However, the Syrian civil war has resulted in a rapid and expansive deterioration in the material conditions of Palestinian refugees in Syria, as it has for broad swaths of the country’s population. Significantly however, the refugee community faces an additional threat in a post-conflict environment that Syrian nationals do not: the possibility of being unable to reintegrate into society at pre-conflict levels. As Laurie Brand theorized in her study of Palestinians in Syria, it was the Syrian economy’s capacity to absorb Palestinian refugees without causing undue dislocations for the country’s citizens that facilitated much of their early integration. Relatedly, she notes that in times of poor economic performance, Syrian nationals would accuse Palestinians of having taken Syrian jobs, and predicts that further economic distress could accelerate this trend.
According to the Syrian Center for Policy Research, by the end of 2012, Syrian economic losses are presumed to have eclipsed forty-eight billion USD. This represents an economic loss equal to 81.7 percent of the country's 2010 GDP. For the same period, the economy is estimated to have shed 1.5 million jobs, and the unemployment rate has surged from 10.6 percent to 34.9 percent. Such a development is ominous for the Palestinian refugee population, which will not only find it more difficult to obtain work in a post-conflict environment, but also faces the possibility of discrimination and ostracism as a result of the economic collapse. The Assad regime's initial attempts to portray the refugee community as a foreign instigator already indicate the possibilities of further marginalization in a post-conflict society.
Compounding the refugees’ economic difficulties, Syria has experienced massive inflation since the war’s inception, with a bevy of basic food and clothing items having increased in price from 50-70 percent, while gas and electricity prices have nearly doubled. Fafo’s report attributed much of Syria’s refugee’s economic advantage to the relatively low price of consumer goods in Syria, in contrast to other refugee host countries, a condition that has now all but vanished.
Moreover, as conditions in Syria continue to deteriorate, the PRS are increasingly dependent on international aid, particularly from the United Nations Relief and Works Agency for Palestinian Refugees in the Near East (UNRWA). The total proportion of Palestinian refugees in Syria in need of humanitarian aid has skyrocketed. While only six percent of refugees received aid in the form of direct goods before the uprising, UNRWA estimated that in April of 2013 more than four-hundred thousand refugees, more than eighty percent of the total population, require such assistance.  To date, the Agency has distributed food and non-food items to over 143,000 refugees in Syria, and is about to conclude a cash distribution plan to provide six-thousand Syrian pounds to 420,000 refugees by the end of August. UNRWA also notes that 235,000 PRS have become displaced, although it has been able to accommodate only about 7,300 in UNRWA shelters within Syria. Thus the Palsetinian refugees of Syria have become reliant on the largesse of international donors to maintain a substantially reduced standard of living, a striking contrast to their previous economic independence and success.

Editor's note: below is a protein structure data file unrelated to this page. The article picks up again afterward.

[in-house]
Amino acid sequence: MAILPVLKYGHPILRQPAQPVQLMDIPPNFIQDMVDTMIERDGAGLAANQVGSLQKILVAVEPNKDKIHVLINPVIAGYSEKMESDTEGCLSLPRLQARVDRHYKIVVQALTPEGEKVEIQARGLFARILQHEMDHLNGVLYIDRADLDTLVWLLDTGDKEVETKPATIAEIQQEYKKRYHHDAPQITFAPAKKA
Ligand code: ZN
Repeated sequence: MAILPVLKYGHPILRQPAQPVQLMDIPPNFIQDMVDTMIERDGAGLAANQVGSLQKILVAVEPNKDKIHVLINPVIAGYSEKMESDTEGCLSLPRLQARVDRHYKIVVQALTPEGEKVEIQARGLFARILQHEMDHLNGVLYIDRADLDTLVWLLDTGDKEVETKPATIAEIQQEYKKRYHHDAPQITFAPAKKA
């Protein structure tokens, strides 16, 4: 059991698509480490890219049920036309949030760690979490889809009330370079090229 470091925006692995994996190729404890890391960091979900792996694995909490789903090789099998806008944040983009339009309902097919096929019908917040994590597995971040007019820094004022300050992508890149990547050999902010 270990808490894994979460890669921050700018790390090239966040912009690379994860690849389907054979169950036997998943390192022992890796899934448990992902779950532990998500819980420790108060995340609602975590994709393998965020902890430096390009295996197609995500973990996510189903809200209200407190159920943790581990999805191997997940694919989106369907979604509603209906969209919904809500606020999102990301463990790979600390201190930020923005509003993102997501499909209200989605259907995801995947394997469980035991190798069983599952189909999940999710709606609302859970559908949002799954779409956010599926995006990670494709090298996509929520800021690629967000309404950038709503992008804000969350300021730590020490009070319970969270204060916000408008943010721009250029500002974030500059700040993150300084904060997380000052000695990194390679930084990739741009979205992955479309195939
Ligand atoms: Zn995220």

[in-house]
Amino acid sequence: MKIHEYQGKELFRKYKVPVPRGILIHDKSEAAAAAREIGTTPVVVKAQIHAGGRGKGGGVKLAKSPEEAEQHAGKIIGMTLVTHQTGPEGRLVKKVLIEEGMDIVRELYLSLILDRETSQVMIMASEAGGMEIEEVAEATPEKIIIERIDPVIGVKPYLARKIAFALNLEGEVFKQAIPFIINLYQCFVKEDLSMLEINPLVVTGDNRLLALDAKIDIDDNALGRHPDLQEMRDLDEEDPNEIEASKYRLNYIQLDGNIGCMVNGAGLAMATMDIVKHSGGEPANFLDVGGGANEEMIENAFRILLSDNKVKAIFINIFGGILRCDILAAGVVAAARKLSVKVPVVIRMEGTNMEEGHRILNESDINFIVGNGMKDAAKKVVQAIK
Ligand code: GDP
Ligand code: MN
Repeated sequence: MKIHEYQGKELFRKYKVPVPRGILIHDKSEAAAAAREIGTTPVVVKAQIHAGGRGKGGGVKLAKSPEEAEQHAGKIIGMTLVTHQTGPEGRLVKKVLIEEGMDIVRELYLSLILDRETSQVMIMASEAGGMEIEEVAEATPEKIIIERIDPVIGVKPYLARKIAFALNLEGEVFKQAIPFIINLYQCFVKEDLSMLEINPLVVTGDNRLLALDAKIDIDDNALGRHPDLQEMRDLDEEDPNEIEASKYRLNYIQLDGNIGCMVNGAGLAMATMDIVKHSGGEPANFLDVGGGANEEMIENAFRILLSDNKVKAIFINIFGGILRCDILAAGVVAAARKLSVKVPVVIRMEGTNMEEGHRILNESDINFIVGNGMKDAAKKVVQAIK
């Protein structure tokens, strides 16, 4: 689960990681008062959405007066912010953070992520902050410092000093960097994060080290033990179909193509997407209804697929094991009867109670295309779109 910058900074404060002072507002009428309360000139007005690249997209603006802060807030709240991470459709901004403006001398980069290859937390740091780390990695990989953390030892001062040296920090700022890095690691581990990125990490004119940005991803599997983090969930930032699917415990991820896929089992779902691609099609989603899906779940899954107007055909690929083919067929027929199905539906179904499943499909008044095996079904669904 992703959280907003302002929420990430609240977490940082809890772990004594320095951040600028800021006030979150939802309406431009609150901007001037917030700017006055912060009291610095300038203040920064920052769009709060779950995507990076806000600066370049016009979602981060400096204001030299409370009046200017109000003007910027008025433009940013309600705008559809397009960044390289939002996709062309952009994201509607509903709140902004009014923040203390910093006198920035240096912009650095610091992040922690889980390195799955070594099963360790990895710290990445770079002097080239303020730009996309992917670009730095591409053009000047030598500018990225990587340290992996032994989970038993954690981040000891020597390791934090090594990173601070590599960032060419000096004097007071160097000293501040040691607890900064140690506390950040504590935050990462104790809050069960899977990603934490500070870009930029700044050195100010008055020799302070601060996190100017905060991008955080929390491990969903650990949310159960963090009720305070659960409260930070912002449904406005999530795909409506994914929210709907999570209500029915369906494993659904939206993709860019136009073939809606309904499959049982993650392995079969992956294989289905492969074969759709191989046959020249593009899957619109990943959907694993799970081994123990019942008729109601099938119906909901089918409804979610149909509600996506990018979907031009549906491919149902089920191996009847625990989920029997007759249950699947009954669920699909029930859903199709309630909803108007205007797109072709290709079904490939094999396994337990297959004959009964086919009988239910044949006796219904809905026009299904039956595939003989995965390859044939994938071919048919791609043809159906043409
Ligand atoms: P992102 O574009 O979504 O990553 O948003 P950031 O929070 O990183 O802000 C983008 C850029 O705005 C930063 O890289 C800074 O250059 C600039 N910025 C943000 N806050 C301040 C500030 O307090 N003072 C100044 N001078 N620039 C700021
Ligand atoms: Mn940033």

The Syrian civil war has been a political and humanitarian disaster for all of Syria’s disparate communities and confessions. The country is currently divided between rebel-held territory and areas where the government maintains authority, with broad swaths in between subject to violent battles for control. Sectarian tensions have flared, and the presence of foreign elements backing particular constituencies has further entrenched already potent divisions in Syrian society. Undoubtedly, reestablishing a politically and socially integrated polity in a post-Assad era will prove an extraordinarily difficult task. However, owing to the economic, social, and political factors described above, the reintegration of Syria’s Palestinian refugees presents an even more challenging dilemma. The collapse of the Syrian economy has eliminated much of the economic advantage that Palestinians enjoyed in comparison to other host countries, and the economy may not be able to accommodate the proportion of refugees it did after their 1948 arrival. And as past periods of economic decline have demonstrated, competition from Palestinians for jobs may again result in social tension. Moreover, the PRS are in a uniquely vulnerable position as refugees, unable to participate in the electoral process and thus more effectively demand official remedies to help restore their previous socio-economic position. Regrettably, this civil war has transformed the case of Palestinian refugees in Syria from one of the issue’s more positive incarnations into one of its most tragic.
 Brand, Laurie. "Palestinians in Syria: The Politics of Integration." Middle East Journal 42.4 (1988): n. pag. JSTOR. Web. 29 Apr. 2013.